Aether Revolt spoiler season officially began yesterday and by week’s end, the entire set will be spoiled. As usual, the small set is introducing some new mechanics, and Aether Revolt has two: Improvise and Revolt. Both are interesting remixes of previous mechanics. Today, I’d like to consider the design of Revolt.


Revolt is very similar to the original Innistrad’s Morbid. Both give you a reward if a creature you control died this turn. That said, there are three meaningful differences between the two mechanics.

When considering differences between mechanics, one should keep an eye out for whether those differences make a mechanic stronger or weaker. Assuming the original mechanic is balanced, a stronger (or less constrained) version of it is likely to either have weaker effects or be more expensive. The reverse is also true. For example, Megamorph is a strictly better version of Morph, but accordingly Megamorph creatures tend to cost more to turn face up or are smaller when they do flip.


#1: Only Yours Will Do

Revolt only cares about your stuff leaving the battlefield. Morbid allowed you to kill one of your opponent’s creatures and benefit, Revolt only rewards you for the loss of your own things. This makes the mechanic weaker, since it’s only looking at half of the battlefield (in a two player game—in a multiplayer game, it compares more unfavorably to Morbid).

#2: All Types Accepted

Revolt cares about all permanent types, not merely creatures. You can sacrifice an Evolving Wilds and turn on Revolt. That’s a huge increase in utility.

#3: It Doesn’t Matter Where It Goes

Revolt is triggered by permanents leaving the battlefield, not merely going to the graveyard. Aviary Mechanic bouncing a Cogworker`s Puzzleknot? Revolt! Perpetual Timepiece exiled itself? Revolt! Flipped Sensei`s Diving Top? You guessed it. Revolt.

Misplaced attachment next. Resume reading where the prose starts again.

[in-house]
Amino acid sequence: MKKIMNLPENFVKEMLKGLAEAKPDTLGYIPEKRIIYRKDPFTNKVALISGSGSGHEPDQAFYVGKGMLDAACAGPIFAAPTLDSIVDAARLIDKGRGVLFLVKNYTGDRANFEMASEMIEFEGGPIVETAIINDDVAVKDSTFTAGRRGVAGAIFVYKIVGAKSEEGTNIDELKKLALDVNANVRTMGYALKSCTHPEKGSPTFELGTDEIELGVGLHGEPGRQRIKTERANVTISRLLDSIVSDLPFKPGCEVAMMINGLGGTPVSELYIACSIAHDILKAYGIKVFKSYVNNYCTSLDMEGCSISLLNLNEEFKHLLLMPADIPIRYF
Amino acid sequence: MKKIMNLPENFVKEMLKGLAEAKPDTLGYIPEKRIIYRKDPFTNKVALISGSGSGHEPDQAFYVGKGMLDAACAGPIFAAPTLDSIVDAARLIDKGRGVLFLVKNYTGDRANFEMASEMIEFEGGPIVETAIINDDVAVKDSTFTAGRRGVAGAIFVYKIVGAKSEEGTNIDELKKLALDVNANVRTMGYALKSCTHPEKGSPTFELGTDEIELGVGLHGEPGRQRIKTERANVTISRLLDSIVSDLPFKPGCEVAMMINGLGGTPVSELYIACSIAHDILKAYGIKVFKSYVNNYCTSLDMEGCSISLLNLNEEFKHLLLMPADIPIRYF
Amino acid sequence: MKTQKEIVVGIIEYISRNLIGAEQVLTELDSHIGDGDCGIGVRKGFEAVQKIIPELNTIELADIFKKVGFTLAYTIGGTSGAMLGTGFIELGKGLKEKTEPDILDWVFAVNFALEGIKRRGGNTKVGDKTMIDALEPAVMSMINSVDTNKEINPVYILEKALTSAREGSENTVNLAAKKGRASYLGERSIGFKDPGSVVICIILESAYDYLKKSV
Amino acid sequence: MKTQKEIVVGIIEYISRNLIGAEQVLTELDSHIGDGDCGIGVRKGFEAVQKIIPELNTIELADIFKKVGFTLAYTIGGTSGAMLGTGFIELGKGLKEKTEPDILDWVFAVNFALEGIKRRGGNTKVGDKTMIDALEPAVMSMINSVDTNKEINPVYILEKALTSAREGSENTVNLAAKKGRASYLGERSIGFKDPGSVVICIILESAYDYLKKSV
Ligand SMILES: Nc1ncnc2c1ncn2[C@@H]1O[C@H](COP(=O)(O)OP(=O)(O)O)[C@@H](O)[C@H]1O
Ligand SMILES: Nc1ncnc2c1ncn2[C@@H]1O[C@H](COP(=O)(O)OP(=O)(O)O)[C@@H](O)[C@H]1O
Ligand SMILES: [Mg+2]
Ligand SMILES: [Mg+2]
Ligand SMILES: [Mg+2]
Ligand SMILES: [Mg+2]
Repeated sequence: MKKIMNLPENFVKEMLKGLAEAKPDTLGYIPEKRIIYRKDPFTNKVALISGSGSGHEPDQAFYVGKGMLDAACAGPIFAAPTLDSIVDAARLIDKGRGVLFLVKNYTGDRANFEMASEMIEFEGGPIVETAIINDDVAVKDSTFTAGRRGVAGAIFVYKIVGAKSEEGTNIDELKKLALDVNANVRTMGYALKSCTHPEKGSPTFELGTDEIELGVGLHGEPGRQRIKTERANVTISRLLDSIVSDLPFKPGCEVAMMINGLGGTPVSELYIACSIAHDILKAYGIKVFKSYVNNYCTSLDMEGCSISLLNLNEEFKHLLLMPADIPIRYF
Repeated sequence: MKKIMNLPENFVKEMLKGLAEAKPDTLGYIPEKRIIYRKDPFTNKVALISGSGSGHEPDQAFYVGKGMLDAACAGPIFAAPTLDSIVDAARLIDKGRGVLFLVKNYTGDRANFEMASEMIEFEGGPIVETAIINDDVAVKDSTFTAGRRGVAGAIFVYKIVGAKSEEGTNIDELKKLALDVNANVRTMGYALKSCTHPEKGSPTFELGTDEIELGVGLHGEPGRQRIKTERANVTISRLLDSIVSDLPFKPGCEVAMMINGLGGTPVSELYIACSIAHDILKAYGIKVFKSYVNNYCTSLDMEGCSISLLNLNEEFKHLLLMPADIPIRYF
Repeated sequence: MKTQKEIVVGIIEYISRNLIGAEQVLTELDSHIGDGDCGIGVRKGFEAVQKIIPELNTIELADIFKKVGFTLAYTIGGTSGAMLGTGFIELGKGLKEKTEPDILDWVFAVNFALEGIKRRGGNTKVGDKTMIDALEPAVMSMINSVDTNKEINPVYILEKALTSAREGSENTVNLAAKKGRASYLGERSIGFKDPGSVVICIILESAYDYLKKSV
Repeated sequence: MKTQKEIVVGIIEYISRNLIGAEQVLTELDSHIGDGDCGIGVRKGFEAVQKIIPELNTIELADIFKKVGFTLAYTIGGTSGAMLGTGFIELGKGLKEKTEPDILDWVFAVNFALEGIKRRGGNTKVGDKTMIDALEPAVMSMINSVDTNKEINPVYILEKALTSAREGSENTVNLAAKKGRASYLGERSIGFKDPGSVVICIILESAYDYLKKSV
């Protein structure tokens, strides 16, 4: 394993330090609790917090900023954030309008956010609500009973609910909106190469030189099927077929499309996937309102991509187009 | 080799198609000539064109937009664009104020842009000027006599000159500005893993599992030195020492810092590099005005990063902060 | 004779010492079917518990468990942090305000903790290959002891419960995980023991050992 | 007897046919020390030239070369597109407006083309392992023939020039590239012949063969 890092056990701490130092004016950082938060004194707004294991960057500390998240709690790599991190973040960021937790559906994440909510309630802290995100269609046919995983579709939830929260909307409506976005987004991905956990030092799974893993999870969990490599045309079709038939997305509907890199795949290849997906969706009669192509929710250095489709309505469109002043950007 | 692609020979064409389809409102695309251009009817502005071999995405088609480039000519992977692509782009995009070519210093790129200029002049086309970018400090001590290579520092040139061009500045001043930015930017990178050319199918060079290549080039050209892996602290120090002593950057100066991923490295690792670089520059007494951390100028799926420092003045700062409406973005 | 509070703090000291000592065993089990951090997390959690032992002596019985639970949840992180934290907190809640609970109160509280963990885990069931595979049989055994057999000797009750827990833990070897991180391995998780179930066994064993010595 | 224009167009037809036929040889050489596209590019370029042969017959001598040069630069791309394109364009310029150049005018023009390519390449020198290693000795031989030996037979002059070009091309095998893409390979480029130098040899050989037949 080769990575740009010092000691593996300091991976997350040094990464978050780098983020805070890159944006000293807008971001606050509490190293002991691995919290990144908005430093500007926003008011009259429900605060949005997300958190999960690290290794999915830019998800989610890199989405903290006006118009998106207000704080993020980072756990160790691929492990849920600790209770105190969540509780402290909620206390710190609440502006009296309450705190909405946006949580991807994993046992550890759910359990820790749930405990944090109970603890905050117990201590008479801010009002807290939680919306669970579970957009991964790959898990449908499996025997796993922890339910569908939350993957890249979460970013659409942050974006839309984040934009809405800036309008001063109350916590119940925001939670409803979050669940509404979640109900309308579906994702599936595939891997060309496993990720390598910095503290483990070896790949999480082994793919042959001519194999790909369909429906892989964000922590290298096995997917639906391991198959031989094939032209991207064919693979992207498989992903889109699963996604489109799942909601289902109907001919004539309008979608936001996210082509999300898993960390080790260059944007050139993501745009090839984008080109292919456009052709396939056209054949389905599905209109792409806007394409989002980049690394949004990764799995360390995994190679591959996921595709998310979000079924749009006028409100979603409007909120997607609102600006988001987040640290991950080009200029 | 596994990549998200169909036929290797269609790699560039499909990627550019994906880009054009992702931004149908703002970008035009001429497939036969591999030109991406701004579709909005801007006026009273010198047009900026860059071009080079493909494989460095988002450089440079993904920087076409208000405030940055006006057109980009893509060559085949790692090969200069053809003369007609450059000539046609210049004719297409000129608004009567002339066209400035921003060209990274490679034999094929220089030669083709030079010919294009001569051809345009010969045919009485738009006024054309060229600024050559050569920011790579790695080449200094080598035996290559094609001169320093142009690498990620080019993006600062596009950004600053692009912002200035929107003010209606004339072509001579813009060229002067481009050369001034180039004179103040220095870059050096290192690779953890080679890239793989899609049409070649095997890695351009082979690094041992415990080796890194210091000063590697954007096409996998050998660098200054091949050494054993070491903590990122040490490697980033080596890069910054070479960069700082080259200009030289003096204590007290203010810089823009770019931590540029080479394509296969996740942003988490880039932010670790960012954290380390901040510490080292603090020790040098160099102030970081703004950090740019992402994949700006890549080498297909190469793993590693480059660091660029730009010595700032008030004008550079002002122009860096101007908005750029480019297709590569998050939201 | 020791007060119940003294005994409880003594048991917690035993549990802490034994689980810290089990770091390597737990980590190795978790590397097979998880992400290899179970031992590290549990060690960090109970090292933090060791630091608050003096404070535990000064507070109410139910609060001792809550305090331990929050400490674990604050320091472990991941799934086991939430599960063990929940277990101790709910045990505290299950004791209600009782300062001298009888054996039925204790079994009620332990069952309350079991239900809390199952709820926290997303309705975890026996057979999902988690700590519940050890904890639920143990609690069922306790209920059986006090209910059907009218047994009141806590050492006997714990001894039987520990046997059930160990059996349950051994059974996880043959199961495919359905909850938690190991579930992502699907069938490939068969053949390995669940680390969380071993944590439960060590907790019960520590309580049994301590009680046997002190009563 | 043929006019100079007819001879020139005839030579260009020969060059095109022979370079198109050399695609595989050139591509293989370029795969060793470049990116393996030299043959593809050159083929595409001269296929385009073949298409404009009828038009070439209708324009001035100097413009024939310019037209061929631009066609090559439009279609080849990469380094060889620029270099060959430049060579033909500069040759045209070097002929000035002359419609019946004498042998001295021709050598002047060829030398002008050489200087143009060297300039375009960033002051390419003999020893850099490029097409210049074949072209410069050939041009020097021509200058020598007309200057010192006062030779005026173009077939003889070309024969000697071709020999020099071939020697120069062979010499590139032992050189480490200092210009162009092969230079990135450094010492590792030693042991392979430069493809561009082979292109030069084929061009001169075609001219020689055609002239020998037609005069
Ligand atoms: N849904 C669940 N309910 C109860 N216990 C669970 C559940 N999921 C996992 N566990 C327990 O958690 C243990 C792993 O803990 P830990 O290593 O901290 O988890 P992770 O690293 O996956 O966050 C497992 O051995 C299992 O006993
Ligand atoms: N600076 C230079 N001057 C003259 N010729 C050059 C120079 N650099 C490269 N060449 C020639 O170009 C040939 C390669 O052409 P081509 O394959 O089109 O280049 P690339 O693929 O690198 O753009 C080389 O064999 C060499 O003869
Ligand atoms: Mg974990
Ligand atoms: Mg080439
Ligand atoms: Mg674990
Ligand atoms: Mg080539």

On the face of things, it’s unclear whether Revolt is a more or less powerful mechanic than Morbid. It’s both more restricted and more flexible. I’d argue that in Limited, Revolt is weaker, since it’s harder to bounce, exile, or tuck permanents, but creature death happens frequently on both sides of the battlefield. However, in Constructed, Revolt is stronger, since you can build a deck where it’s much easier to trigger—fetchlands alone make Revolt child’s play.


That Design, Though

As far as mechanics go, Revolt is a flavor and design win. It’s a mechanic where you (or your spell/creature) is emboldened by the loss of something to work harder. That’s precisely what’s going on in Magic’s story, and it’s wonderful when gameplay matches what it’s approximating (in design-speak, we call that ludonarrative consonance). The mechanic tells a story all by itself.

On the more design-y side, Revolt both encourages interacting with your opponent (which is essential for games to end) and allows for creative deckbuilding. There are a lot of different ways to trigger Revolt and that modularity accommodates a host of different kinds of decks. Revolt combines the options of a mechanic like Escalate or Kicker with the flavor of Raid and Morbid. And that’s good design.


There is a bit of weirdness (i.e. ludonarrative dissonance) to Revolt, as well. Imagine two goblins upon a battlefield, Furt and Varv:

Varv: “Those Jeskai jerks destroyed our Arid Mesa! We shall avenge it! We revolt immediately!”

Furt: ”Uh, Varv, their Tectonic Edge is still there. I think Boss Mons blew it up himself for that Sacred Foundry. See, he’s tapping it right now for a Boros Ch-”

Varv: “Furt! We. Revolt. Immediately. WAAAAUUUGGGHHH!”

…but that kind of silliness is sort of inevitable with a game as large and modular as Magic.

And, as always, thanks for reading.

—Zachary Barash

Zachary Barash is a New York City-based game designer. He’s played Magic since 1994, he loves Limited and drafts every available format (including several that aren’t entirely meant to be drafted). He quite enjoys Revolutionary Rebuff, since that card demonstrates just how insanely good Mana Leak and Miscalculate are.

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